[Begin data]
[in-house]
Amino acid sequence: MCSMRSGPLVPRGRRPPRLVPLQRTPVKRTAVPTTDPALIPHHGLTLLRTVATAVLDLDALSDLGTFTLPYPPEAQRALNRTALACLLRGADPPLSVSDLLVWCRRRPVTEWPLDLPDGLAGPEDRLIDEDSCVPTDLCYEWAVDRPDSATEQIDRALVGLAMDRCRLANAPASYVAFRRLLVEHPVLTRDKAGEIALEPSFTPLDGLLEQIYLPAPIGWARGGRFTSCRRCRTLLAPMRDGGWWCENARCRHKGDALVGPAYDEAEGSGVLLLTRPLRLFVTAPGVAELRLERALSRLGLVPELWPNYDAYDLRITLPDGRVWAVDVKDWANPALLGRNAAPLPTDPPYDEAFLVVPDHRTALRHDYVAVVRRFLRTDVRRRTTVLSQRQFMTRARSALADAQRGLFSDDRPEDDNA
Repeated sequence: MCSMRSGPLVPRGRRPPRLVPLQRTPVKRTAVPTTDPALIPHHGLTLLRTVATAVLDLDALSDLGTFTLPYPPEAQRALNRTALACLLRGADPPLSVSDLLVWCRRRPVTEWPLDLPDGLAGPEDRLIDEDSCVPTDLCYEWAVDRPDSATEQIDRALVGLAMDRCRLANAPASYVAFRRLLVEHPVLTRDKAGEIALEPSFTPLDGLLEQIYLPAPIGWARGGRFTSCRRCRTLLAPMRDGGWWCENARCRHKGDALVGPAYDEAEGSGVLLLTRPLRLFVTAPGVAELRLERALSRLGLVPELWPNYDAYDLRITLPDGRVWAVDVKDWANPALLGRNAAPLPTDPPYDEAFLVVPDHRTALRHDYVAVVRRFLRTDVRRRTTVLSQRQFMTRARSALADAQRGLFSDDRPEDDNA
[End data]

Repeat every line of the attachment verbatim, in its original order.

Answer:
[in-house]
Amino acid sequence: MCSMRSGPLVPRGRRPPRLVPLQRTPVKRTAVPTTDPALIPHHGLTLLRTVATAVLDLDALSDLGTFTLPYPPEAQRALNRTALACLLRGADPPLSVSDLLVWCRRRPVTEWPLDLPDGLAGPEDRLIDEDSCVPTDLCYEWAVDRPDSATEQIDRALVGLAMDRCRLANAPASYVAFRRLLVEHPVLTRDKAGEIALEPSFTPLDGLLEQIYLPAPIGWARGGRFTSCRRCRTLLAPMRDGGWWCENARCRHKGDALVGPAYDEAEGSGVLLLTRPLRLFVTAPGVAELRLERALSRLGLVPELWPNYDAYDLRITLPDGRVWAVDVKDWANPALLGRNAAPLPTDPPYDEAFLVVPDHRTALRHDYVAVVRRFLRTDVRRRTTVLSQRQFMTRARSALADAQRGLFSDDRPEDDNA
Repeated sequence: MCSMRSGPLVPRGRRPPRLVPLQRTPVKRTAVPTTDPALIPHHGLTLLRTVATAVLDLDALSDLGTFTLPYPPEAQRALNRTALACLLRGADPPLSVSDLLVWCRRRPVTEWPLDLPDGLAGPEDRLIDEDSCVPTDLCYEWAVDRPDSATEQIDRALVGLAMDRCRLANAPASYVAFRRLLVEHPVLTRDKAGEIALEPSFTPLDGLLEQIYLPAPIGWARGGRFTSCRRCRTLLAPMRDGGWWCENARCRHKGDALVGPAYDEAEGSGVLLLTRPLRLFVTAPGVAELRLERALSRLGLVPELWPNYDAYDLRITLPDGRVWAVDVKDWANPALLGRNAAPLPTDPPYDEAFLVVPDHRTALRHDYVAVVRRFLRTDVRRRTTVLSQRQFMTRARSALADAQRGLFSDDRPEDDNA